Bivalve Mollusc Fossil

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Bivalve Mollusc Fossil

Accession Number:

NEBYM:T1637

Spondylus spinosius is the scientific name for this genus of fossil. Although they vary in appearance Spondylus are also known as Spiny Oysters (they are not actually true oysters). The fossils of West Berkshire show us clearly that the countryside was once an ocean and, at another time, covered in forest. About 100 million years ago this part of England was a shallow but warm sea. The sea was home to huge numbers of tiny animals called coccolithophore who had a lot of calcium in their bodies. When these creatures died their bodies fell to the bottom of the sea and, over time, the calcium turned into a layer of chalk up to 900 metres deep. This forms the basic structure of the Berkshire and Hampshire Downs. When these creatures died their bodies fell to the bottom of the sea and, over time, the calcium turned into a layer of chalk up to 900 meters deep. This forms the basic structure of the Berkshire and Hampshire Downs.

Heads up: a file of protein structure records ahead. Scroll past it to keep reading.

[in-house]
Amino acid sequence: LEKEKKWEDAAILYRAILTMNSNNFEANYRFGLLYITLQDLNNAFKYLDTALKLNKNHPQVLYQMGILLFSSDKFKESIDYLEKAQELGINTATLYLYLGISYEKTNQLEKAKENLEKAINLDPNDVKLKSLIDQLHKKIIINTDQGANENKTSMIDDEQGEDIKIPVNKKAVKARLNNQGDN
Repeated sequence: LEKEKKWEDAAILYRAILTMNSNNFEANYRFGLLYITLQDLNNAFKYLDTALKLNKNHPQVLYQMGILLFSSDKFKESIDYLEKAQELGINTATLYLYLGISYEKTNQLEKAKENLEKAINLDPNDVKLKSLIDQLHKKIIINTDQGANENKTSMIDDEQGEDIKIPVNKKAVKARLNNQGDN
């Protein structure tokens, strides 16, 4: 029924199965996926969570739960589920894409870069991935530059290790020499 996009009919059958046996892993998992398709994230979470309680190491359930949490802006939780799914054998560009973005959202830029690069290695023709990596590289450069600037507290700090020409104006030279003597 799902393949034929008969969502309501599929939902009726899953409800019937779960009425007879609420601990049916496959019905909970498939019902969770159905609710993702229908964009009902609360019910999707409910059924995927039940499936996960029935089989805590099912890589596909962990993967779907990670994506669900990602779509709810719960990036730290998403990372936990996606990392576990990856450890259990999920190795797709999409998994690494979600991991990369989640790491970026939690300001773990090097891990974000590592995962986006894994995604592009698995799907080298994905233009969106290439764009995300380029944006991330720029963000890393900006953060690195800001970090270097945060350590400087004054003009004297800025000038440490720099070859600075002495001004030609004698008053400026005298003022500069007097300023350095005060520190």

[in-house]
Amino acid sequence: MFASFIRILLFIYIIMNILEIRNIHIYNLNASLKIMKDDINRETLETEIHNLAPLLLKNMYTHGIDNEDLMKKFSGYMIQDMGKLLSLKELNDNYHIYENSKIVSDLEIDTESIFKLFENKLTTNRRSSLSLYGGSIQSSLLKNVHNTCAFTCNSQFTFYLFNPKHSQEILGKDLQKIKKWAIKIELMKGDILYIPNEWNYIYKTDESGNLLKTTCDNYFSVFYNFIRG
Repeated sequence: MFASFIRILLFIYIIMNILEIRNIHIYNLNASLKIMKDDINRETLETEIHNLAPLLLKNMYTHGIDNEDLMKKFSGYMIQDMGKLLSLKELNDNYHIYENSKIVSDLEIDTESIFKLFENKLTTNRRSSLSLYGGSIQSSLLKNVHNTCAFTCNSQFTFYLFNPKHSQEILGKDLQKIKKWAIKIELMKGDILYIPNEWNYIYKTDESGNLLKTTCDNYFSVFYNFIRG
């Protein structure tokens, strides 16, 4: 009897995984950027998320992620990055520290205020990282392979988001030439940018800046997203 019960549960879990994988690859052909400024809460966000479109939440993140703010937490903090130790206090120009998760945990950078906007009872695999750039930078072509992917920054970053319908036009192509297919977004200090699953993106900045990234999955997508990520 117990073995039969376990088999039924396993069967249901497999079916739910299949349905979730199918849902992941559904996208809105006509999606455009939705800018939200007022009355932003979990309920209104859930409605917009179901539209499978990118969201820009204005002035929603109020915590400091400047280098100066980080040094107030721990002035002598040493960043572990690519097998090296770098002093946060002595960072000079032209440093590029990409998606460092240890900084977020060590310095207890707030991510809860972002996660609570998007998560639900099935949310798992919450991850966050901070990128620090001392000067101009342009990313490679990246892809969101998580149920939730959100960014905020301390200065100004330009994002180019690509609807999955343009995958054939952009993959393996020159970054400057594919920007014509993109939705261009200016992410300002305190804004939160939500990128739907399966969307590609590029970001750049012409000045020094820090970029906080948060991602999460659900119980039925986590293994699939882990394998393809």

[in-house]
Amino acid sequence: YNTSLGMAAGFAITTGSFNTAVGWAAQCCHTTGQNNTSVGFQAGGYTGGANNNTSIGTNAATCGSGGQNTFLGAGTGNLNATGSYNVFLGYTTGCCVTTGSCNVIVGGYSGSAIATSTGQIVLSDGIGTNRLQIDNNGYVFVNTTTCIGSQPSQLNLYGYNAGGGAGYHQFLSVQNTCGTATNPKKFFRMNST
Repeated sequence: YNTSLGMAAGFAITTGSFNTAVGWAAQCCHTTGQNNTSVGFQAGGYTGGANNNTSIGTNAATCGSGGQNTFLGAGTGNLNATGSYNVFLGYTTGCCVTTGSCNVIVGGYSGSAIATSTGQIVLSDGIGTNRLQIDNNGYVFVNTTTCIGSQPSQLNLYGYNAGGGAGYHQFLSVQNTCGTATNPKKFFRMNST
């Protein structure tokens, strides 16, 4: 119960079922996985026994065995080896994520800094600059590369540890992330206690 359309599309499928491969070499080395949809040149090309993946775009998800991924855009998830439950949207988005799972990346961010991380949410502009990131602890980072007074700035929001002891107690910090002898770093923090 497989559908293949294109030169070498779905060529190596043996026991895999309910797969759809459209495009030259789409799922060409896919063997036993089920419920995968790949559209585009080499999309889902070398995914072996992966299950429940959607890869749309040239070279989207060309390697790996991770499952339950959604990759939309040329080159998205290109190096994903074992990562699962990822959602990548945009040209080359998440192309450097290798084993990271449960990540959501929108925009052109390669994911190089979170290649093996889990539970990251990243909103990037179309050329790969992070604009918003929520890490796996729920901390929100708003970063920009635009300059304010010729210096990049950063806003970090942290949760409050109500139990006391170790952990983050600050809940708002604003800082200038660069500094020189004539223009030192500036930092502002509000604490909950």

Period: Cretaceous

Place: West Berkshire

Category:

Geology

Other items in the collection

Nightcap

This cap belonged to Sir Benjamin Rudyerd, a politician, lawyer and poet who lived at West Woodhay.

Nightcap
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